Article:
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Friday, April 10, 2020
UNITED NATIONS, Jul 2 2018 (IPS) - On World Refugee Day June 20, the Hungarian Parliament passed the ‘Stop Soros’ bill which is aimed at criminalizing groups who support refugees and other types of undocumented immigrants.
The government also proposed a 25% migration tax on any organization which deals with immigration in any way. With these measures, the nonprofit sector is experimenting a full drawback in the country.
Aron Demeter, the Media Manager of Amnesty International Hungary, told IPS that this bill “might have a chilling effect on the wider civil society in Hungary”.
This bill comes at a tumultuous time, what with similar ideas and protocols being discussed within the United States. Also just this week, dozens of representatives from refugee-led organizations met in Geneva with UN High Commissioner for Refugees (UNHCR) for the first Global Summit on Refugees, during which they have been developing structures for a global network of refugees.
In Hungary, the sentiment is the contrary from that of the United Nations. The ‘Stop Soros’ bill is named after a notable philanthropist and financialist George Soros, who is known for being involved with Hungarian rights organizations.
Abroad, Soros has been known to support American progressive political issues, even establishing the Open Society Foundation, which in the foundation’s words works to, “build vibrant and tolerant societies whose governments are accountable and open to the participation of all people”.
Led by the conservative government of prime minister Viktor Orban and its party Fidesz (Hungarian Civic Alliance), the Stop Soros law includes prison time for groups that help illegal immigrants get documents to remain in the country and limitations for NGOs to prevent them of assisting in asylum cases.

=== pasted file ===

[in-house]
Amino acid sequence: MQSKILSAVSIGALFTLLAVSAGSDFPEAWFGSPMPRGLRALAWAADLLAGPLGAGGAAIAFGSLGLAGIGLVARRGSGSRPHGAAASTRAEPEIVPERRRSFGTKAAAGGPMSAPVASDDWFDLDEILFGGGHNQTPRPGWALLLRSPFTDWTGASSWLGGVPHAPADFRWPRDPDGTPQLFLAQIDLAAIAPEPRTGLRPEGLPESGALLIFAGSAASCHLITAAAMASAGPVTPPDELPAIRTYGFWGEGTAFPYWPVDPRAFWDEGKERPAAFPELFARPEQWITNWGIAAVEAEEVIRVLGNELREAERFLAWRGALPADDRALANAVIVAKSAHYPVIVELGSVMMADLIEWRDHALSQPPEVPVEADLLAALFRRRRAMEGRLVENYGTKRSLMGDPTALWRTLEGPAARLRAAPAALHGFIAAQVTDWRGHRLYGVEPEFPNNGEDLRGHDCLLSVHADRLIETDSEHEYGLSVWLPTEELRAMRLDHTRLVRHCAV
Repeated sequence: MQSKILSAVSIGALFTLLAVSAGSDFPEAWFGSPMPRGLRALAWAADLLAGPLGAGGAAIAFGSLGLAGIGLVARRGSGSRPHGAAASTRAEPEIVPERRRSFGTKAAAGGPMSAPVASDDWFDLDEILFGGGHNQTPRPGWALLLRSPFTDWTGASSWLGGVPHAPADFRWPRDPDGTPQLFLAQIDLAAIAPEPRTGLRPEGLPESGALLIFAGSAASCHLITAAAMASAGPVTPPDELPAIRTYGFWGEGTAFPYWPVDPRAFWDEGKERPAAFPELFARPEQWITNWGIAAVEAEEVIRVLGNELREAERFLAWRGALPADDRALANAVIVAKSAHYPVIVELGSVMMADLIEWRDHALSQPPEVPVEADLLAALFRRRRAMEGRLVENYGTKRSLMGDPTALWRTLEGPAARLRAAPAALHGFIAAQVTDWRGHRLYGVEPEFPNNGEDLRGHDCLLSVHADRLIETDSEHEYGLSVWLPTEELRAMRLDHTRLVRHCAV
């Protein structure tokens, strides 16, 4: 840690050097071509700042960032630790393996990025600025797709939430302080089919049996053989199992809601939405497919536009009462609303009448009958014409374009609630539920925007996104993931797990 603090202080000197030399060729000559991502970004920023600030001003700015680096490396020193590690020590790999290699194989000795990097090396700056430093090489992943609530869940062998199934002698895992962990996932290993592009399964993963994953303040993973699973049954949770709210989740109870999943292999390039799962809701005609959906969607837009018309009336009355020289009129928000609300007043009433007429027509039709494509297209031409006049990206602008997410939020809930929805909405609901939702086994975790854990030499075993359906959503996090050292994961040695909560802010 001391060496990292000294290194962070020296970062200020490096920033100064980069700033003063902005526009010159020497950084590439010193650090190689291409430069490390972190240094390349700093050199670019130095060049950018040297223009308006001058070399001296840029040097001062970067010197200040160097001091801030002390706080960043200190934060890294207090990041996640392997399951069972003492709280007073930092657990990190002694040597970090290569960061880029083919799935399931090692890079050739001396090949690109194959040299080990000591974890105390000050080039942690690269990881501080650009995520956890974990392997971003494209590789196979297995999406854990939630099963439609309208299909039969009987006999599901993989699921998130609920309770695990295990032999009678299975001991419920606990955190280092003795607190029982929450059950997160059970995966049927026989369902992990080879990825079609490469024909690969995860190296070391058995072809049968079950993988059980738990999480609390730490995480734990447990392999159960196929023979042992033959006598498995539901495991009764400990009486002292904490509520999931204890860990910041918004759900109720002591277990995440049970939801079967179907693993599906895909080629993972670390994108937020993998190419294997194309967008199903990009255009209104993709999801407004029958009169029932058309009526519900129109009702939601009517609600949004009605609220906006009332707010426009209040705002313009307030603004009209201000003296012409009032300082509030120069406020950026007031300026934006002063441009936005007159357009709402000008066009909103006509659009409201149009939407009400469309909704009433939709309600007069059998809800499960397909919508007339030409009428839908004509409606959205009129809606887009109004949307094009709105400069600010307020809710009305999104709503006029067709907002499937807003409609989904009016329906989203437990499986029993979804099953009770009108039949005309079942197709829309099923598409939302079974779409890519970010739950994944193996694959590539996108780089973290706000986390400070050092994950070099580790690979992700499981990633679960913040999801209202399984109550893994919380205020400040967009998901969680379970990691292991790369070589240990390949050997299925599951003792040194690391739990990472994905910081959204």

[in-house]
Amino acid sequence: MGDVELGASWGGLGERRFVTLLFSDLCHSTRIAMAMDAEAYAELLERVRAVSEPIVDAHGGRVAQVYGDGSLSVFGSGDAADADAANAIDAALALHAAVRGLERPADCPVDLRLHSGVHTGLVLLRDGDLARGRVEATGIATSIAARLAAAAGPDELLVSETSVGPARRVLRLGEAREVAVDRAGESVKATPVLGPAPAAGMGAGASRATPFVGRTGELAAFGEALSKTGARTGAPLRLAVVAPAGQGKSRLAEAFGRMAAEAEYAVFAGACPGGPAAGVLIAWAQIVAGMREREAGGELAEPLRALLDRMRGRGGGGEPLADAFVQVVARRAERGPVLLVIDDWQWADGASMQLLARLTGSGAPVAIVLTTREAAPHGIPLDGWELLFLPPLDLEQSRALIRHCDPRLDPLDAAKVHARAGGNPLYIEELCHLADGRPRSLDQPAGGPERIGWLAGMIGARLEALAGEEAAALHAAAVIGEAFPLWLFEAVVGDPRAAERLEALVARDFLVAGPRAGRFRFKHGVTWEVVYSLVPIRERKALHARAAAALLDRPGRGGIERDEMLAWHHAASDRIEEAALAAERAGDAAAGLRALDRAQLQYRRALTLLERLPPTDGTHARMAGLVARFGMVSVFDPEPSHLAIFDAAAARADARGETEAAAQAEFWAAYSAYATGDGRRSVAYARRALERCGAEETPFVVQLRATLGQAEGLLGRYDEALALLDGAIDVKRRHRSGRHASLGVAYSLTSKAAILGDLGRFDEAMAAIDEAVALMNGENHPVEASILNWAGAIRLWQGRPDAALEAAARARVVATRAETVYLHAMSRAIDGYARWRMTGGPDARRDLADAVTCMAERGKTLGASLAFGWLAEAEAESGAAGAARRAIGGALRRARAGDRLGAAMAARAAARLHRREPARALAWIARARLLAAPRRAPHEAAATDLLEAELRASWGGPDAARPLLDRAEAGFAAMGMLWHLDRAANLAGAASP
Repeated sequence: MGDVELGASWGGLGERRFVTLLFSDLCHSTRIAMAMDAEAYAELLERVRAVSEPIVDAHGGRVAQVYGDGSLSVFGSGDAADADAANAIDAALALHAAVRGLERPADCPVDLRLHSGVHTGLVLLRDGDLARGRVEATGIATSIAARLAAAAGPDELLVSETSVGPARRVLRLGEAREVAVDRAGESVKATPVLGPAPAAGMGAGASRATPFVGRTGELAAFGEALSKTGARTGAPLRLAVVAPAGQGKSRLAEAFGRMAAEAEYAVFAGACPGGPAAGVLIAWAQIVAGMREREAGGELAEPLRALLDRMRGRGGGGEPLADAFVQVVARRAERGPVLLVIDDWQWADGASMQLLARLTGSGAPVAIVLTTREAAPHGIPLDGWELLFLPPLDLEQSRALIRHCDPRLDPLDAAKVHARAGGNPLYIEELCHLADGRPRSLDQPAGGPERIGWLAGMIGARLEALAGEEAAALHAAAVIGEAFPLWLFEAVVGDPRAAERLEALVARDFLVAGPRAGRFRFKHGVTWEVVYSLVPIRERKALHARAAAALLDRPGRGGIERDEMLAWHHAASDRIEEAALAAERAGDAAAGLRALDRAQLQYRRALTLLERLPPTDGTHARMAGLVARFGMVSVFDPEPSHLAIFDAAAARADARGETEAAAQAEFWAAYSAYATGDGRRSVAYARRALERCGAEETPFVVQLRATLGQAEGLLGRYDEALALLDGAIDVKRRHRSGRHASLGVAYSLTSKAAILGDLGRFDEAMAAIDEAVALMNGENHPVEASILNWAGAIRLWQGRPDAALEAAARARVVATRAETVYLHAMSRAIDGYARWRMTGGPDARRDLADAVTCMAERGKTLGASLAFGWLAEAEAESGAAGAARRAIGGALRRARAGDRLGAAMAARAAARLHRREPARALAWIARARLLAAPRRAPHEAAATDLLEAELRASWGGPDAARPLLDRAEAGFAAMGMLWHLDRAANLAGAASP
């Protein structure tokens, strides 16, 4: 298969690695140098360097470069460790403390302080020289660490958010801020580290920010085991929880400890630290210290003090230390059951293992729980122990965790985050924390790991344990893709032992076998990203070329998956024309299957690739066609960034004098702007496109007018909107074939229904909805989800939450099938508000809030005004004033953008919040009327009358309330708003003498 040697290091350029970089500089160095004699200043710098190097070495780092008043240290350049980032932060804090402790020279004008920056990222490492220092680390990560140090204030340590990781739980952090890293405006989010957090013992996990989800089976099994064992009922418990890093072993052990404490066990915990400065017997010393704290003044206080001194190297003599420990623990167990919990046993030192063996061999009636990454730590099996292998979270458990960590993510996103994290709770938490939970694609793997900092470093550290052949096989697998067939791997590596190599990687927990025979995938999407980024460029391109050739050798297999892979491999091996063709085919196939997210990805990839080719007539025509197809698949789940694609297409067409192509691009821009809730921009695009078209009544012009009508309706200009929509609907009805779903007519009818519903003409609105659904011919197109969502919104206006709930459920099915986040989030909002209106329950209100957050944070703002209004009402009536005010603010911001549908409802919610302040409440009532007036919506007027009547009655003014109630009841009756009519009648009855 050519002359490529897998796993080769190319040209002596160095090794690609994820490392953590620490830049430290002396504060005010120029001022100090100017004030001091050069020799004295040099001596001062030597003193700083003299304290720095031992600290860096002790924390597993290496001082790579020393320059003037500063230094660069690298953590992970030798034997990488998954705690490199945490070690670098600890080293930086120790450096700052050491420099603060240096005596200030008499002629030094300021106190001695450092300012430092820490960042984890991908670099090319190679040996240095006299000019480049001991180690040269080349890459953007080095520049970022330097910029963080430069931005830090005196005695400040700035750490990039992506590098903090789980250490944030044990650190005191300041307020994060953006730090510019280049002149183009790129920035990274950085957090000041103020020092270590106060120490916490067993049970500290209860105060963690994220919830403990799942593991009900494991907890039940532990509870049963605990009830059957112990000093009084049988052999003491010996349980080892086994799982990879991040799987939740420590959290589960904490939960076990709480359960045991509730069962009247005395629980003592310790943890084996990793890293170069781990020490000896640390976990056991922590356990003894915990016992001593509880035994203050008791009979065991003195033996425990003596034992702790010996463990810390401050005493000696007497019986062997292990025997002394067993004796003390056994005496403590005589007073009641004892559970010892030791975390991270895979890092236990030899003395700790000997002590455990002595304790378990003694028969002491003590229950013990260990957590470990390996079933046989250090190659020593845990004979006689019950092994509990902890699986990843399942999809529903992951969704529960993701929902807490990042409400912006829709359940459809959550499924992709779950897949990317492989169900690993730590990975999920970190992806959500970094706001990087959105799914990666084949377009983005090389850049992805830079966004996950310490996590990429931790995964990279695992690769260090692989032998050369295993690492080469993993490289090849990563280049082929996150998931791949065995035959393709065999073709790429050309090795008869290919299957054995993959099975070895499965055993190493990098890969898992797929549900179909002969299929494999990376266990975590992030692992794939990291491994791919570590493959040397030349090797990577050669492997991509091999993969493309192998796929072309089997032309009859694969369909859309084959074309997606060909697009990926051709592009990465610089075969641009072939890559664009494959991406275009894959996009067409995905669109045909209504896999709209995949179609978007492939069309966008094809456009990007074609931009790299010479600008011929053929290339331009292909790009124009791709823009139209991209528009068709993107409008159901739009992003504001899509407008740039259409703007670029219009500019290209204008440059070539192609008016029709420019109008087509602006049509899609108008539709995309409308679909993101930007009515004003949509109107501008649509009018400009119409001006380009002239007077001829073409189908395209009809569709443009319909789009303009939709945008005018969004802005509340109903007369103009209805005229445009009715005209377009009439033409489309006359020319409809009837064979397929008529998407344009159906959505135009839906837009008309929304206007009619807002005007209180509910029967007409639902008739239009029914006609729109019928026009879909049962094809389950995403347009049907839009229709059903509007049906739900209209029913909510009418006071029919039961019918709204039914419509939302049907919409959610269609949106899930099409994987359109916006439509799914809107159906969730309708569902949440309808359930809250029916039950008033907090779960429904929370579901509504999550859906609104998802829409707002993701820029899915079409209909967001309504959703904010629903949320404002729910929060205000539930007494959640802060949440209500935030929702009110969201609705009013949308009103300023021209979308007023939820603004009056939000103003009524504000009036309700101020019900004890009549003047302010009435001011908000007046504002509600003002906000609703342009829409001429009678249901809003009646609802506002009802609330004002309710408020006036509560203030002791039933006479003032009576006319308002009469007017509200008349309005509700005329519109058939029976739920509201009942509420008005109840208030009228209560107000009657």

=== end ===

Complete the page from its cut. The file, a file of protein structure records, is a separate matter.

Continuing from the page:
Along with these measures and the aforementioned law, the Parliament approved a constitutional amendment which said that foreigners cannot stay in Hungary.
While the bill has not been signed and enacted yet, it will be rather impactful when it is law. According to Amnesty, these new additions to Hungarian law, “pose a serious threat to the right to seek asylum; the freedoms of association, assembly, expression, and movement; the right to housing and associated economic and social rights; and the right to be free from discrimination, in violation of international human rights law and regional law”.
Charlie Yaxley, UNHCR Spokesperson for Asia and Europe, told IPS: “It is our concern that these laws will further inflame what is already a hostile public discourse around refugees, asylum seekers, and migrants and will fuel xenophobic attitudes.”
Hungary has been restricting its immigration policies since the start of the refugee crisis, and with the reelection of Fidesz last April, the country is willing to pass more restrictive legislation in order to protect its Christian identity.
However, with these measures Hungary is slowly drifting away from Western Europe, and the international community is outraged by it. The international system, led by the United Nations, has expressed its discontent with the bill.